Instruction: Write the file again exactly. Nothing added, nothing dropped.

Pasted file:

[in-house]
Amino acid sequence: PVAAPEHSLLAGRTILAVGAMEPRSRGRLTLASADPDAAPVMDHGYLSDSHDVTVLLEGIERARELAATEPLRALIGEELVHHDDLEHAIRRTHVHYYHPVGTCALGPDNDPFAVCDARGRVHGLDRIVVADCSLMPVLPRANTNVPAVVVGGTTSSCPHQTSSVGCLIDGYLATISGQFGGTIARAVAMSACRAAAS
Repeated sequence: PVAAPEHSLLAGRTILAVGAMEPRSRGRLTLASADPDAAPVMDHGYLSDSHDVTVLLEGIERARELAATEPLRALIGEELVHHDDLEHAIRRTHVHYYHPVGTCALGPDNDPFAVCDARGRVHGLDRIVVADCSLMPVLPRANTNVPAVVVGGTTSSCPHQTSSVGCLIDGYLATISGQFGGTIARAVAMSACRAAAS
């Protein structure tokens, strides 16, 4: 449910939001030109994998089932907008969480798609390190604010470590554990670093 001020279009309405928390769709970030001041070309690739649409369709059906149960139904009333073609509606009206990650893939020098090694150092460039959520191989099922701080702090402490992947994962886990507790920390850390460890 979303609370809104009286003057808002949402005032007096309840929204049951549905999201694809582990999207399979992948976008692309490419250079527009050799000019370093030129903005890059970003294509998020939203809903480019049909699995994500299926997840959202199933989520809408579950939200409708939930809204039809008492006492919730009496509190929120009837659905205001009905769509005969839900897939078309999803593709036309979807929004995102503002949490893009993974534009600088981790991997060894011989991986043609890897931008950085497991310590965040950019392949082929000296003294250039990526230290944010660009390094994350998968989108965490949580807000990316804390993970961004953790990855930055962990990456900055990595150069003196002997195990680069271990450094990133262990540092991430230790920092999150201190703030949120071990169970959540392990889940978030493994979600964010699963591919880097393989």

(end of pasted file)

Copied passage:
[in-house]
Amino acid sequence: PVAAPEHSLLAGRTILAVGAMEPRSRGRLTLASADPDAAPVMDHGYLSDSHDVTVLLEGIERARELAATEPLRALIGEELVHHDDLEHAIRRTHVHYYHPVGTCALGPDNDPFAVCDARGRVHGLDRIVVADCSLMPVLPRANTNVPAVVVGGTTSSCPHQTSSVGCLIDGYLATISGQFGGTIARAVAMSACRAAAS
Repeated sequence: PVAAPEHSLLAGRTILAVGAMEPRSRGRLTLASADPDAAPVMDHGYLSDSHDVTVLLEGIERARELAATEPLRALIGEELVHHDDLEHAIRRTHVHYYHPVGTCALGPDNDPFAVCDARGRVHGLDRIVVADCSLMPVLPRANTNVPAVVVGGTTSSCPHQTSSVGCLIDGYLATISGQFGGTIARAVAMSACRAAAS
């Protein structure tokens, strides 16, 4: 449910939001030109994998089932907008969480798609390190604010470590554990670093 001020279009309405928390769709970030001041070309690739649409369709059906149960139904009333073609509606009206990650893939020098090694150092460039959520191989099922701080702090402490992947994962886990507790920390850390460890 979303609370809104009286003057808002949402005032007096309840929204049951549905999201694809582990999207399979992948976008692309490419250079527009050799000019370093030129903005890059970003294509998020939203809903480019049909699995994500299926997840959202199933989520809408579950939200409708939930809204039809008492006492919730009496509190929120009837659905205001009905769509005969839900897939078309999803593709036309979807929004995102503002949490893009993974534009600088981790991997060894011989991986043609890897931008950085497991310590965040950019392949082929000296003294250039990526230290944010660009390094994350998968989108965490949580807000990316804390993970961004953790990855930055962990990456900055990595150069003196002997195990680069271990450094990133262990540092991430230790920092999150201190703030949120071990169970959540392990889940978030493994979600964010699963591919880097393989």